Screened as part of NZIFF 2005
At first glance, a story about that particularly down home item of Americana – the rodeo – seems an unlikely project for a sensibility such as Nicholas Ray’s. However, The Lusty Men, with its concentration on individual codes of behaviour, well expresses what Ray was about, and explores some of his favourite preoccupations: love, loss, redemption, self-sacrifice and a critique of the male psyche. The bragging, competitive machismo of the rodeo may seem to belong more to the world of Howard Hawks’ films, but Ray is able to make it his own.
Robert Mitchum plays Jeff McCloud, an aging rodeo star whose championship-winning days are long behind him. On a nostalgic trip to his old family farmstead, he meets Wes (Arthur Kennedy) an ambitious aspirant to rodeo fame married to Louise (Susan Hayward). Wes is attracted to the quick money he sees as the natural outcome of rodeo riding, but Louise prioritises the security of home life and fears for Wes’ safety. Despite her misgivings, the more experienced man and the beginner team up to fulfil Wes’ dream. In a twist, Jeff begins to fall in love with Louise, and his need to prove himself to her ultimately puts him in jeopardy.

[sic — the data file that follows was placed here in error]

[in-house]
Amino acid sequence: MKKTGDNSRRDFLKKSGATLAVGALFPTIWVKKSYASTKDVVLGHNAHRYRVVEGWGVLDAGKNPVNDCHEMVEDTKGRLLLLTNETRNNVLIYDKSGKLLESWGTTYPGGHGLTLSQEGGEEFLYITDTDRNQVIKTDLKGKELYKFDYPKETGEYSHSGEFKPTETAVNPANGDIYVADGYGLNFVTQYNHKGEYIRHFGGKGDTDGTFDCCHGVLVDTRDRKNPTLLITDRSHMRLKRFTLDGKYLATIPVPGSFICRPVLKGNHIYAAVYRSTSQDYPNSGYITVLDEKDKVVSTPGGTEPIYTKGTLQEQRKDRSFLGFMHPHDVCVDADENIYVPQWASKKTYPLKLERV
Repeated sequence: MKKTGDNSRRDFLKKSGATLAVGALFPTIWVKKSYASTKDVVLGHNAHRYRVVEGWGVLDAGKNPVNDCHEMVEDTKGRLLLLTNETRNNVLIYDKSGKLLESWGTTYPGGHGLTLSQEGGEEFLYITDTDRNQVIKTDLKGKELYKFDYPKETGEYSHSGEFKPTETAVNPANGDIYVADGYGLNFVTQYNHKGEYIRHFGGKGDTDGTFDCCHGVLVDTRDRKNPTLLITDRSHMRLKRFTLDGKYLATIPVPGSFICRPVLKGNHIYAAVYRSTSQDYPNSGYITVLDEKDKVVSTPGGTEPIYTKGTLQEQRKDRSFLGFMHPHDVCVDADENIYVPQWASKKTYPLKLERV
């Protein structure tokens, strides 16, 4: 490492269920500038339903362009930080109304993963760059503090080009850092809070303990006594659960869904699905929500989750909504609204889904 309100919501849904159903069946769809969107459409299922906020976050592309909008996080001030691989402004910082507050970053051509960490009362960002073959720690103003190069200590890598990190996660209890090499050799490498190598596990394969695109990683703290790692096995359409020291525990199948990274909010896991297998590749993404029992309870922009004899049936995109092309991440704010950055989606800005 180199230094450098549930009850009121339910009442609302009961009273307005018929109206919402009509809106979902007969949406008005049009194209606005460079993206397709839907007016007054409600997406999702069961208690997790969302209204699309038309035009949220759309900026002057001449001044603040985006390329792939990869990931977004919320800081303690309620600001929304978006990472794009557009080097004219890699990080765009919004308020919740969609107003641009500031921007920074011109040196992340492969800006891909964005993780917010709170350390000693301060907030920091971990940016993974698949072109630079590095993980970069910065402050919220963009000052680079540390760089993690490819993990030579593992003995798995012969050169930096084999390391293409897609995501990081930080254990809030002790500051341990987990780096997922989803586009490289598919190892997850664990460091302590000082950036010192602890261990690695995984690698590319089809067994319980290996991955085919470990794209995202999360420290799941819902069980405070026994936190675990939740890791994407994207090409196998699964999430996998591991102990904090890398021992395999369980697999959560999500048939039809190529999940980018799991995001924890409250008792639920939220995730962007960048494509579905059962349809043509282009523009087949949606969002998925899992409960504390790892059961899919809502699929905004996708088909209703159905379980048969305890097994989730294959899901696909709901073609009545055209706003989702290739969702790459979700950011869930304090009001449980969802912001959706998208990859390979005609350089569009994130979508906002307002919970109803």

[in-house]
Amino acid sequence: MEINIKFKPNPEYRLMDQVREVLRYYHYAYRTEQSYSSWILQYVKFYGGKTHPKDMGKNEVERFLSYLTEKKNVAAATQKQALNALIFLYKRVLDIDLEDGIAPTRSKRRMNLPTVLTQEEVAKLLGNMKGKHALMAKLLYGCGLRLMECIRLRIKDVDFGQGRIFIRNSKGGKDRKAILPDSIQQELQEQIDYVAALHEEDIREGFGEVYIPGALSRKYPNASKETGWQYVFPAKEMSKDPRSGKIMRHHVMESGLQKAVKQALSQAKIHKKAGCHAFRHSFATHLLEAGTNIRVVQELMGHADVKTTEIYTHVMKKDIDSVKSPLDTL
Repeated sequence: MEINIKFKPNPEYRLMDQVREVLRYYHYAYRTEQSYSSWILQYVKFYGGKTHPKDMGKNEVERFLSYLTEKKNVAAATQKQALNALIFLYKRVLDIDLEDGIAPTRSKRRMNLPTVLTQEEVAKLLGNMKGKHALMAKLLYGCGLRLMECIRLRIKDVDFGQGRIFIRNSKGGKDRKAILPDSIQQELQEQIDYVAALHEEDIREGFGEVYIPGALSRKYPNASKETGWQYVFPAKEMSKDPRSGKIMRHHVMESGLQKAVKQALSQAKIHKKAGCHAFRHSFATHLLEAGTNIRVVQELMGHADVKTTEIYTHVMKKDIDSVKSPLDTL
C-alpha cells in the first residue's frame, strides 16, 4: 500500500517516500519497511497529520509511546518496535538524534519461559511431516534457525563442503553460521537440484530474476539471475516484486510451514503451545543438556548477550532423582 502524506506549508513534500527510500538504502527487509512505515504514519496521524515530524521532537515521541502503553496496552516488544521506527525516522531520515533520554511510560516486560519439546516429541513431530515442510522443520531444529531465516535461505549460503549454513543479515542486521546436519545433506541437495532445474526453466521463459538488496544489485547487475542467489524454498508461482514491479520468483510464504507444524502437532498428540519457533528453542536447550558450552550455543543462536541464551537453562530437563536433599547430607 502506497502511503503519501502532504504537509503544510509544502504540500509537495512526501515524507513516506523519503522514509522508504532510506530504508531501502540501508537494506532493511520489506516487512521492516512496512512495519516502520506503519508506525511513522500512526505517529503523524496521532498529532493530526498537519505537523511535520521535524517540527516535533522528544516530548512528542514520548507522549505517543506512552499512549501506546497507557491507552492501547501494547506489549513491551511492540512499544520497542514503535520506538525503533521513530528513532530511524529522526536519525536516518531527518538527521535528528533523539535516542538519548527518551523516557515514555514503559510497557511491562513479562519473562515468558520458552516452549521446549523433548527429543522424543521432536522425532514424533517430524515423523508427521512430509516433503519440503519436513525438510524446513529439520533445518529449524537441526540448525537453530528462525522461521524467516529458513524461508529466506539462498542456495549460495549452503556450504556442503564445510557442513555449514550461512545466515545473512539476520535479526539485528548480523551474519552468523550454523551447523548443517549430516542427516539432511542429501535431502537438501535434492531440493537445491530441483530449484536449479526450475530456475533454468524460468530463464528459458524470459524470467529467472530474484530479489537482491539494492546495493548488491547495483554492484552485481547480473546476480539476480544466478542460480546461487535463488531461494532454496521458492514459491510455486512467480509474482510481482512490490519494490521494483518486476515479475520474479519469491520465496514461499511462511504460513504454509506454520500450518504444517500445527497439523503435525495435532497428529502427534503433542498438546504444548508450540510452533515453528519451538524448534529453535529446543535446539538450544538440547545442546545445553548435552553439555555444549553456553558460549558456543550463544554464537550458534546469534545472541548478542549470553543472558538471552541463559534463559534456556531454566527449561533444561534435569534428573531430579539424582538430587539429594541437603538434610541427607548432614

As usual, Ray works marvels with his cast, gleaning a poignant, subtly graceful performance from Mitchum who displays stoicism, yearning, male camaraderie, romantic hope and world-weariness with effortless style. Ray softens the sometimes brassy edge of Susan Hayward, emphasising her core of concerned, loving loyalty while allowing her to revel in her trailer trash origins. Kennedy’s role is less nuanced but he presents well the brash veneer that covers Wes’ need for approval. Filling out the cast are a parcel of colourful hangers-on who offer both homespun wisdom and salutary lessons in the risks of rodeo life.
During the film’s shooting, Ray worked in an improvisatory way without a finished screenplay, and he photographed actual rodeos in a documentary style which blends surprisingly well with the quieter scenes of personal interaction. The Lusty Men is above all lyrical in its evocation of the fugitive grace that even the constrained lives of lonely people can elicit. This mood is set emphatically by the famous and beautiful early shot in which Mitchum limps away after a riding mishap amid gusts of trash, leaves and newspapers blowing through an empty arena, with sharp, unforgiving sunlight cutting in from the side. In Ray’s universe, we are all essentially solitary figures. — Brian McDonnell